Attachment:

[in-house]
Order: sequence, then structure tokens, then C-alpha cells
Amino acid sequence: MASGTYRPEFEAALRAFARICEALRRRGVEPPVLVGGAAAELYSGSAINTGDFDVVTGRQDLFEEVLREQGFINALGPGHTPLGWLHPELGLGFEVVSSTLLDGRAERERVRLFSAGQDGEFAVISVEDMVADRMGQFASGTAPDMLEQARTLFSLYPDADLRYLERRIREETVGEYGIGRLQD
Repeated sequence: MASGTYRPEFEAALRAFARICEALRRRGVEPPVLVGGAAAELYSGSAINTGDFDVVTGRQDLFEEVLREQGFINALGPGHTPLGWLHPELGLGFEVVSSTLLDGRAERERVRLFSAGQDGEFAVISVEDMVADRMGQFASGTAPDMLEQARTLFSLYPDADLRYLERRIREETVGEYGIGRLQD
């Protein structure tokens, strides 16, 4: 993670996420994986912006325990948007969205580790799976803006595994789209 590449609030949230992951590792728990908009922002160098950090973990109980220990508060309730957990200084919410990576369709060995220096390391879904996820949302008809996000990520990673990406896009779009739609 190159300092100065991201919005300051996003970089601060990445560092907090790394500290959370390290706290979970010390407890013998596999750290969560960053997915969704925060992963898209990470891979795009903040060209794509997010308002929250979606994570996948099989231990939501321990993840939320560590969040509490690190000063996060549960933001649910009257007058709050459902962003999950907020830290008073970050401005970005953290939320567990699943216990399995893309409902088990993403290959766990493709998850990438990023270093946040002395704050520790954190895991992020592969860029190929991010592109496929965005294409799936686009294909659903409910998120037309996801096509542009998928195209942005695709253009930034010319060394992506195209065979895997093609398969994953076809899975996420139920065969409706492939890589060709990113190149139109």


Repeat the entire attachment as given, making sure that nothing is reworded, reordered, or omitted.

[in-house]
Order: sequence, then structure tokens, then C-alpha cells
Amino acid sequence: MASGTYRPEFEAALRAFARICEALRRRGVEPPVLVGGAAAELYSGSAINTGDFDVVTGRQDLFEEVLREQGFINALGPGHTPLGWLHPELGLGFEVVSSTLLDGRAERERVRLFSAGQDGEFAVISVEDMVADRMGQFASGTAPDMLEQARTLFSLYPDADLRYLERRIREETVGEYGIGRLQD
Repeated sequence: MASGTYRPEFEAALRAFARICEALRRRGVEPPVLVGGAAAELYSGSAINTGDFDVVTGRQDLFEEVLREQGFINALGPGHTPLGWLHPELGLGFEVVSSTLLDGRAERERVRLFSAGQDGEFAVISVEDMVADRMGQFASGTAPDMLEQARTLFSLYPDADLRYLERRIREETVGEYGIGRLQD
């Protein structure tokens, strides 16, 4: 993670996420994986912006325990948007969205580790799976803006595994789209 590449609030949230992951590792728990908009922002160098950090973990109980220990508060309730957990200084919410990576369709060995220096390391879904996820949302008809996000990520990673990406896009779009739609 190159300092100065991201919005300051996003970089601060990445560092907090790394500290959370390290706290979970010390407890013998596999750290969560960053997915969704925060992963898209990470891979795009903040060209794509997010308002929250979606994570996948099989231990939501321990993840939320560590969040509490690190000063996060549960933001649910009257007058709050459902962003999950907020830290008073970050401005970005953290939320567990699943216990399995893309409902088990993403290959766990493709998850990438990023270093946040002395704050520790954190895991992020592969860029190929991010592109496929965005294409799936686009294909659903409910998120037309996801096509542009998928195209942005695709253009930034010319060394992506195209065979895997093609398969994953076809899975996420139920065969409706492939890589060709990113190149139109």